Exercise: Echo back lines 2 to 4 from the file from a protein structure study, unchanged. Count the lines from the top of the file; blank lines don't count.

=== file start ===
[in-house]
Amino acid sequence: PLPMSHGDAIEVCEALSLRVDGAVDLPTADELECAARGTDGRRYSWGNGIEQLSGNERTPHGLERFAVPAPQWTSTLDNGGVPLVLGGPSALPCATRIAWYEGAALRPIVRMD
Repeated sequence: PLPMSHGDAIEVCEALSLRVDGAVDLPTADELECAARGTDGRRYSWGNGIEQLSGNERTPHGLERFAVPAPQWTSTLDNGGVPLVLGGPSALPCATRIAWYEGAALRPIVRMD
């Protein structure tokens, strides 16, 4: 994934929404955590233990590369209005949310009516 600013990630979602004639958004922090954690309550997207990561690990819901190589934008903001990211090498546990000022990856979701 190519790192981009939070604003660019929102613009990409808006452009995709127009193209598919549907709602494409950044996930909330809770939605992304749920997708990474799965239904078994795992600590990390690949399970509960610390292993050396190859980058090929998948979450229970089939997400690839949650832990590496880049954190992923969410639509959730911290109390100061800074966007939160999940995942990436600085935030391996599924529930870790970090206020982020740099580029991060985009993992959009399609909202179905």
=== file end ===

Amino acid sequence: PLPMSHGDAIEVCEALSLRVDGAVDLPTADELECAARGTDGRRYSWGNGIEQLSGNERTPHGLERFAVPAPQWTSTLDNGGVPLVLGGPSALPCATRIAWYEGAALRPIVRMD
Repeated sequence: PLPMSHGDAIEVCEALSLRVDGAVDLPTADELECAARGTDGRRYSWGNGIEQLSGNERTPHGLERFAVPAPQWTSTLDNGGVPLVLGGPSALPCATRIAWYEGAALRPIVRMD
């Protein structure tokens, strides 16, 4: 994934929404955590233990590369209005949310009516 600013990630979602004639958004922090954690309550997207990561690990819901190589934008903001990211090498546990000022990856979701 190519790192981009939070604003660019929102613009990409808006452009995709127009193209598919549907709602494409950044996930909330809770939605992304749920997708990474799965239904078994795992600590990390690949399970509960610390292993050396190859980058090929998948979450229970089939997400690839949650832990590496880049954190992923969410639509959730911290109390100061800074966007939160999940995942990436600085935030391996599924529930870790970090206020982020740099580029991060985009993992959009399609909202179905």